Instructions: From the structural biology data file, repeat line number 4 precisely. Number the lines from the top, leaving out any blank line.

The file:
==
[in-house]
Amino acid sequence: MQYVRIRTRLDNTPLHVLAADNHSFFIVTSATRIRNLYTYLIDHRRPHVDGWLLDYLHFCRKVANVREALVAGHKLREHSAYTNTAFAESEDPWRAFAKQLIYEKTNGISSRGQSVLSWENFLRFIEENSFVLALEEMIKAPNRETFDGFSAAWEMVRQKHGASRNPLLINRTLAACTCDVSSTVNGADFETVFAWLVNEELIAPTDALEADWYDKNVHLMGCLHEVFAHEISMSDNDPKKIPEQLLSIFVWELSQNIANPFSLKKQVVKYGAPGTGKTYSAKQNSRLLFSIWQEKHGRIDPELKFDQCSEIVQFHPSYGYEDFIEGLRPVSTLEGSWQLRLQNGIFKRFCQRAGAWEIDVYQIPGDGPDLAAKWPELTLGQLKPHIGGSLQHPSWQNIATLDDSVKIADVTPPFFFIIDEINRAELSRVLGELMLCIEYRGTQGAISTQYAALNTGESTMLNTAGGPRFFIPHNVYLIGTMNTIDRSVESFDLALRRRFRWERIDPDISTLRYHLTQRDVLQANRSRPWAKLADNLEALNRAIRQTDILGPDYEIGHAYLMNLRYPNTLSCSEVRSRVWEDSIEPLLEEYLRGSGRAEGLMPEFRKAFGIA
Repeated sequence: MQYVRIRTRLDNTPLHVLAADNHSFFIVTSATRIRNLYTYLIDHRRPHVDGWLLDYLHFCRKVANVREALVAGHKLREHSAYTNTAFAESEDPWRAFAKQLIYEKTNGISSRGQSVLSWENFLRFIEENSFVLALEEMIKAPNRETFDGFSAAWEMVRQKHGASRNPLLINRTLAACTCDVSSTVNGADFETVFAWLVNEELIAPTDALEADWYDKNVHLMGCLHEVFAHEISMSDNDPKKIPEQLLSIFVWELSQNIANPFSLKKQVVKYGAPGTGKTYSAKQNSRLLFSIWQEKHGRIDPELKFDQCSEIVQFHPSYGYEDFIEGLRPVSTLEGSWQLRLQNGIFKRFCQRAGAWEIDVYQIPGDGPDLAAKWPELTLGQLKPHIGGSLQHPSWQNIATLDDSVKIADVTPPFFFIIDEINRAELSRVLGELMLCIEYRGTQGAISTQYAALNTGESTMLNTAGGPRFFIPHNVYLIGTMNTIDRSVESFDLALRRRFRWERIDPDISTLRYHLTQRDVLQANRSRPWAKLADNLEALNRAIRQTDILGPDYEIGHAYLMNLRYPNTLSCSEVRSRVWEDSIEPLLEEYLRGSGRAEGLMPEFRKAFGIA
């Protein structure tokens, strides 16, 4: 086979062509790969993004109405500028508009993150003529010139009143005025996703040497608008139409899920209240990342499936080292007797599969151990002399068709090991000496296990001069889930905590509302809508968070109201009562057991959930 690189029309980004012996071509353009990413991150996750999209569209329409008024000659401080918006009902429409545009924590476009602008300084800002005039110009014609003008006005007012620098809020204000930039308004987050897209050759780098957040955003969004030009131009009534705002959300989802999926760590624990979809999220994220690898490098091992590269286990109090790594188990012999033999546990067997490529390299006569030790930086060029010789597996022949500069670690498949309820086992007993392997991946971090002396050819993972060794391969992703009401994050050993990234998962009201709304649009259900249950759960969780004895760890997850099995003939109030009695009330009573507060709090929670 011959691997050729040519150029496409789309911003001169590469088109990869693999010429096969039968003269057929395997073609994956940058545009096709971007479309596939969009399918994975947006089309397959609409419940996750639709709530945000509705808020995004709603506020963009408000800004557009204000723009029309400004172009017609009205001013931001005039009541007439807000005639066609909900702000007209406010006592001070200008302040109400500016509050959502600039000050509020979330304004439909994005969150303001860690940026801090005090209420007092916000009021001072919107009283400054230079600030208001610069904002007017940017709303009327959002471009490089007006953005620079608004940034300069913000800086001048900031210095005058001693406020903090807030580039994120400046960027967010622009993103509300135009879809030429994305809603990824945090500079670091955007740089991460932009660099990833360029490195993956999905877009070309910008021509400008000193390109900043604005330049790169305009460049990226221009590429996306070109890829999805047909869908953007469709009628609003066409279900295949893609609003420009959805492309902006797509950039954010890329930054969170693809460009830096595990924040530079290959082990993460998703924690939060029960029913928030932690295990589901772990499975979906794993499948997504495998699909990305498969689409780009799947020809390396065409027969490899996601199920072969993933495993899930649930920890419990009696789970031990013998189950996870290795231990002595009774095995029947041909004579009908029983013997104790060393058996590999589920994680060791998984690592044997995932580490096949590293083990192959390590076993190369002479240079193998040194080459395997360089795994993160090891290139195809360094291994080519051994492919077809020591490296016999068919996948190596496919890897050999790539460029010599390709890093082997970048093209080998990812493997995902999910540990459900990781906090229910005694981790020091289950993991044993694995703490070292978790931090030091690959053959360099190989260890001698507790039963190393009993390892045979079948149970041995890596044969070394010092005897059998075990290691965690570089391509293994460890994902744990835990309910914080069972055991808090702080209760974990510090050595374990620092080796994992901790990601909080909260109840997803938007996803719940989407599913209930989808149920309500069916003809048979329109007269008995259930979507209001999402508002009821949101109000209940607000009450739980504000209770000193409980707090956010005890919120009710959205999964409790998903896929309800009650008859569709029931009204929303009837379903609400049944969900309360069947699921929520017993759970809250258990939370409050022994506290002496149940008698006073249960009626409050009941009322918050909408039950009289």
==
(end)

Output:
């Protein structure tokens, strides 16, 4: 086979062509790969993004109405500028508009993150003529010139009143005025996703040497608008139409899920209240990342499936080292007797599969151990002399068709090991000496296990001069889930905590509302809508968070109201009562057991959930 690189029309980004012996071509353009990413991150996750999209569209329409008024000659401080918006009902429409545009924590476009602008300084800002005039110009014609003008006005007012620098809020204000930039308004987050897209050759780098957040955003969004030009131009009534705002959300989802999926760590624990979809999220994220690898490098091992590269286990109090790594188990012999033999546990067997490529390299006569030790930086060029010789597996022949500069670690498949309820086992007993392997991946971090002396050819993972060794391969992703009401994050050993990234998962009201709304649009259900249950759960969780004895760890997850099995003939109030009695009330009573507060709090929670 011959691997050729040519150029496409789309911003001169590469088109990869693999010429096969039968003269057929395997073609994956940058545009096709971007479309596939969009399918994975947006089309397959609409419940996750639709709530945000509705808020995004709603506020963009408000800004557009204000723009029309400004172009017609009205001013931001005039009541007439807000005639066609909900702000007209406010006592001070200008302040109400500016509050959502600039000050509020979330304004439909994005969150303001860690940026801090005090209420007092916000009021001072919107009283400054230079600030208001610069904002007017940017709303009327959002471009490089007006953005620079608004940034300069913000800086001048900031210095005058001693406020903090807030580039994120400046960027967010622009993103509300135009879809030429994305809603990824945090500079670091955007740089991460932009660099990833360029490195993956999905877009070309910008021509400008000193390109900043604005330049790169305009460049990226221009590429996306070109890829999805047909869908953007469709009628609003066409279900295949893609609003420009959805492309902006797509950039954010890329930054969170693809460009830096595990924040530079290959082990993460998703924690939060029960029913928030932690295990589901772990499975979906794993499948997504495998699909990305498969689409780009799947020809390396065409027969490899996601199920072969993933495993899930649930920890419990009696789970031990013998189950996870290795231990002595009774095995029947041909004579009908029983013997104790060393058996590999589920994680060791998984690592044997995932580490096949590293083990192959390590076993190369002479240079193998040194080459395997360089795994993160090891290139195809360094291994080519051994492919077809020591490296016999068919996948190596496919890897050999790539460029010599390709890093082997970048093209080998990812493997995902999910540990459900990781906090229910005694981790020091289950993991044993694995703490070292978790931090030091690959053959360099190989260890001698507790039963190393009993390892045979079948149970041995890596044969070394010092005897059998075990290691965690570089391509293994460890994902744990835990309910914080069972055991808090702080209760974990510090050595374990620092080796994992901790990601909080909260109840997803938007996803719940989407599913209930989808149920309500069916003809048979329109007269008995259930979507209001999402508002009821949101109000209940607000009450739980504000209770000193409980707090956010005890919120009710959205999964409790998903896929309800009650008859569709029931009204929303009837379903609400049944969900309360069947699921929520017993759970809250258990939370409050022994506290002496149940008698006073249960009626409050009941009322918050909408039950009289």